The damping member isolates the housing and bracket body from the rack and fastener, so that vibrations carried by the housing can only be transmitted to the housing via the damping member.
The conventional way of increasing earthquake resistance for telecommunications racks is to overengineer the rack structure itself and thereby prevent damage to the rack and preventing the equipment from e.g. breaking loose. The present invention takes a different approach by recognising that not all vibrations can be eliminated from the rack, even when the resonant frequency of the rack is increased it thus provides a bracket which isolates the loaded rack into a number of distinct sub-systems, each mechanically connected only via damping members.
The damping member is preferably an elastomeric material such as a silicone. Particularly preferred is very high density silicone, having a modulus of 10-15 daN/cm2.
In the preferred embodiment, the bracket body is in the form of a plate which engages with a side panel of the housing, extending from the front to the rear. A flange which is perpendicular to the plate and depends from the front edge carries the damping member.
Such a bracket is particularly suited for fitting to equipment housing to be carried in ETSI-compliant racks, where the mounting is at the front.
In preferred embodiments a rear mounting is located adjacent the rear edge of the plate. This rear mounting also has a fastener for rigid attachment to the rack, and a rear damping member coupling the rear fastener to the bracket body.
It has been found that conventional ETSI or front-mounted shelves can be damaged by the fact that whereas the support is at the two front side edges, the centre of gravity is towards the centre of the shelf. By providing a further mounting at the rear of each side, the housing is dramatically stabilised during earthquake tests.
In one embodiment to be described below, the rear damping member takes the form of a solid cylinder of elastomeric material, and the bracket body and the fastener are coupled to the opposite faces of the cylinder.
This cylinder is preferably carried with its axis running vertically to absorb vertical vibrations, since the damping member between the front flange and the rack mounting rail will absorb horizontal vibrations.
In another embodiment the rear damping member and the front damping member each take the form of a an annular cylinder, i.e. a substantially cylindrical body of elastomeric material having an axial bore. The fastener, which may be e.g. a bolt, is carried in the bore and the bracket body is mounted on the external surface of the cylinder.
In a particularly preferred embodiment, the fastener is a shoulder bolt having a head, a threaded section, and a shank defining a shoulder between the head and the threaded section, for engagement with a threaded hole in a surface of the rack. The bolt passes through the centre of the bore, and when the bolt is tightened so that the shoulder meets the surface of the rack, the annular cylinder is compressed between the head of the bolt and the rack surface.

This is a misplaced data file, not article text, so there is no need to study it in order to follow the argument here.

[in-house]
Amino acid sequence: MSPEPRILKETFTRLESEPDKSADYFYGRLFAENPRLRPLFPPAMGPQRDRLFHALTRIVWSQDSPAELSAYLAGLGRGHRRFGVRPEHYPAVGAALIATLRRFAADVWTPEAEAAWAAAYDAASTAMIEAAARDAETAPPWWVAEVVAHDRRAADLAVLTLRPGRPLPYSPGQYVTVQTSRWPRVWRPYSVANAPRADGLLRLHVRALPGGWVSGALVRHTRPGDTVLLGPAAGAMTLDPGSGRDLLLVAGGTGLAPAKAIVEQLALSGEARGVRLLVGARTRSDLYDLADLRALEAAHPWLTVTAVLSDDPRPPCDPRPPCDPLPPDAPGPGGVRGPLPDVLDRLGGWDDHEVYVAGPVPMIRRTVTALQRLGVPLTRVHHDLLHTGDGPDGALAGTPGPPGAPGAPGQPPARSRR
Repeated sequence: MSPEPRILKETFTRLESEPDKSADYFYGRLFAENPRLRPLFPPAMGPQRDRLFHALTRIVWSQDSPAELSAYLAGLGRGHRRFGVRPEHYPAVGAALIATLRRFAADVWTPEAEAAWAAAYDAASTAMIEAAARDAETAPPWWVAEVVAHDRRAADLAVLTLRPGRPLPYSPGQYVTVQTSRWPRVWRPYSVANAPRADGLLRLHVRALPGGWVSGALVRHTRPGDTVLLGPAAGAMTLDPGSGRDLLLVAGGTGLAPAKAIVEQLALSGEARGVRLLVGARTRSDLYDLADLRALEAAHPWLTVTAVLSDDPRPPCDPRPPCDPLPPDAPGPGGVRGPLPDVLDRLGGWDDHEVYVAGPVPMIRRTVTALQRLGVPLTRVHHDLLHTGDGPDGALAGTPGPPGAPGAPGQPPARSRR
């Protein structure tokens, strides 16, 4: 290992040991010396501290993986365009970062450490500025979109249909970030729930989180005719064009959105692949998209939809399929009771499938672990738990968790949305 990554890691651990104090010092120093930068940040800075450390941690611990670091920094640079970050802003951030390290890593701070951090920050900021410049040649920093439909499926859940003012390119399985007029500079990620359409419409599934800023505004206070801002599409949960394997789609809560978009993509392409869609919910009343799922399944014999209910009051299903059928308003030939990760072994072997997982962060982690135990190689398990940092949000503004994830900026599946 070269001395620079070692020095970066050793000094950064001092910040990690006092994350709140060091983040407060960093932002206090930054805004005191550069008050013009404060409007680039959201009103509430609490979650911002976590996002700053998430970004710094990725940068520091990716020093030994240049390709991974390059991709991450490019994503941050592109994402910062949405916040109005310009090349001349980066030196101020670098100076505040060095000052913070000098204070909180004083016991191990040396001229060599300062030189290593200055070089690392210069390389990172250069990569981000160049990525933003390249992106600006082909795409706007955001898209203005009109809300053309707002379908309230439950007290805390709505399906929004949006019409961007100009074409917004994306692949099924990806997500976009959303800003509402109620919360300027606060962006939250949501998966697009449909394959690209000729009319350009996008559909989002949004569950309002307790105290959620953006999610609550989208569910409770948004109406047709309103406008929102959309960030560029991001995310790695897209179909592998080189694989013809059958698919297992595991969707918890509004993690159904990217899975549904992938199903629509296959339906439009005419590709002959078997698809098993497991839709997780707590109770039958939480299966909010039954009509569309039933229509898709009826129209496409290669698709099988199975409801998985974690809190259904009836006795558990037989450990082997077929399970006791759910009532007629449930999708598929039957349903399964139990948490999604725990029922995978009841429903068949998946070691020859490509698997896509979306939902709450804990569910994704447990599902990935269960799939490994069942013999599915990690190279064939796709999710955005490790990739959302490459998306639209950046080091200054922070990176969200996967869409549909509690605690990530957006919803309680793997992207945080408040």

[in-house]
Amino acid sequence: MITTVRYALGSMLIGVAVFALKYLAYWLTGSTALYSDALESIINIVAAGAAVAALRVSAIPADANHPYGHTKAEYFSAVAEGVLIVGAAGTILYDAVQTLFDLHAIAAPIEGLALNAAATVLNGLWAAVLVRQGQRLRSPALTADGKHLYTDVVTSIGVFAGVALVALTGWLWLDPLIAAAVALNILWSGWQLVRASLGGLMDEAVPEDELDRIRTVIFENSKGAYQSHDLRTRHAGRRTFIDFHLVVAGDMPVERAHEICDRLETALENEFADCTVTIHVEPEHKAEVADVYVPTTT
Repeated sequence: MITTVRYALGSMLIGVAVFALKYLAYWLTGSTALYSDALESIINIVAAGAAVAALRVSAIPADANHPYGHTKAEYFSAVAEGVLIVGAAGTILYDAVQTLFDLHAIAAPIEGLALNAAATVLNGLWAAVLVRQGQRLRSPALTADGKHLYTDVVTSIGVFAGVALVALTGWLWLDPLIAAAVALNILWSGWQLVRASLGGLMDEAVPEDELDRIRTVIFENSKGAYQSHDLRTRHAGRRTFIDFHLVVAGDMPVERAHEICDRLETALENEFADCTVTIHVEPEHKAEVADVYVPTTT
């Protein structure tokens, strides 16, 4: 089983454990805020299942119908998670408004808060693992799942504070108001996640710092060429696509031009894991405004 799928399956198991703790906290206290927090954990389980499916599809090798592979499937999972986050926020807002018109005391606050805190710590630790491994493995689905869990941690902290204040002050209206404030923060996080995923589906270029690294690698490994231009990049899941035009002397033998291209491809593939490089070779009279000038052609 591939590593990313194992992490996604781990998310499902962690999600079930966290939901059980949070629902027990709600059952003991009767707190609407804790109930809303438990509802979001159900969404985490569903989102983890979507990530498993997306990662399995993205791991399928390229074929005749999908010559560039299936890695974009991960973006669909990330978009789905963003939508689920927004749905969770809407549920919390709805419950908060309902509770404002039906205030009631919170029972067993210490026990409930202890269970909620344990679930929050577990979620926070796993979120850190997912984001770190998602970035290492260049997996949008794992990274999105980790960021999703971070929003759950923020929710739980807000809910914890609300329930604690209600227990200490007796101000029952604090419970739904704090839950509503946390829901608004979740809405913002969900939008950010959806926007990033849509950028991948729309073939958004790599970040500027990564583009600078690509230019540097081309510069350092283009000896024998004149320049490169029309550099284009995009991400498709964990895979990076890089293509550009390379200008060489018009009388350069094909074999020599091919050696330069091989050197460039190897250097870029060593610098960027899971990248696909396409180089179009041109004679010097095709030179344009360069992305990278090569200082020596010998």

Since the damping characteristics of the damping member are determined by its composition, shape, size, and applied forces, this shoulder bolt allows a very precise and repeatable application of a compressive force resulting in a predictable damping vs. frequency response.
The bracket may be anchored to the housing by a hook provided on the bracket body which engages a lip on the housing.
Preferably the bracket body takes the form of a pair of separable body members, each having one of the hooks for engagement with a respective lip on the housing, so that the hooks may be brought into anchoring engagement with the lips by connecting the body members together.
This embodiment is particularly valuable for retrofitting to existing shelves. The bracket can be hooked into place on existing protrusions on the shelf, and the two halves fastened together to secure the bracket. Further securing may then be effected using existing bolt holes, riveting point, etc. to which the conventional mounting bracket was attached. In this way, the bracket of the current invention is more securely fastened than that which it replaces, but there is no necessity to e.g. drill new holes which will change the structural or electromagnetic characteristics of the housing.
A subsidiary bracket may be connected to the bracket of the invention, for mounting an associated equipment housing (e.g. a fan housing) to the rack, so that under vibrational stress the equipment housing and the associated equipment housing move as a single unit. Of course the fan housing or other associated equipment housing may be mounted by means of a bracket according to the invention, and the subsidiary bracket may itself be a bracket according to the invention connected to a main bracket.
The damping member preferably has a vibrational absorption profile which absorbs energies at frequencies of less than about 20 Hz. The natural frequency of the damping member itself, in its uncompressed state is preferably from about 20 Hz to about 60 Hz, more preferably from about 30 Hz to about 40 Hz. When in its compressed state in use, the natural frequency of the damping member is preferably from about 35 Hz to about 45 Hz, most preferably about 40 Hz.
In another aspect the invention provides an equipment housing in the form of a box-like structure having an open front, with a mounting bracket as described above rigidly connected to each side wall of the box.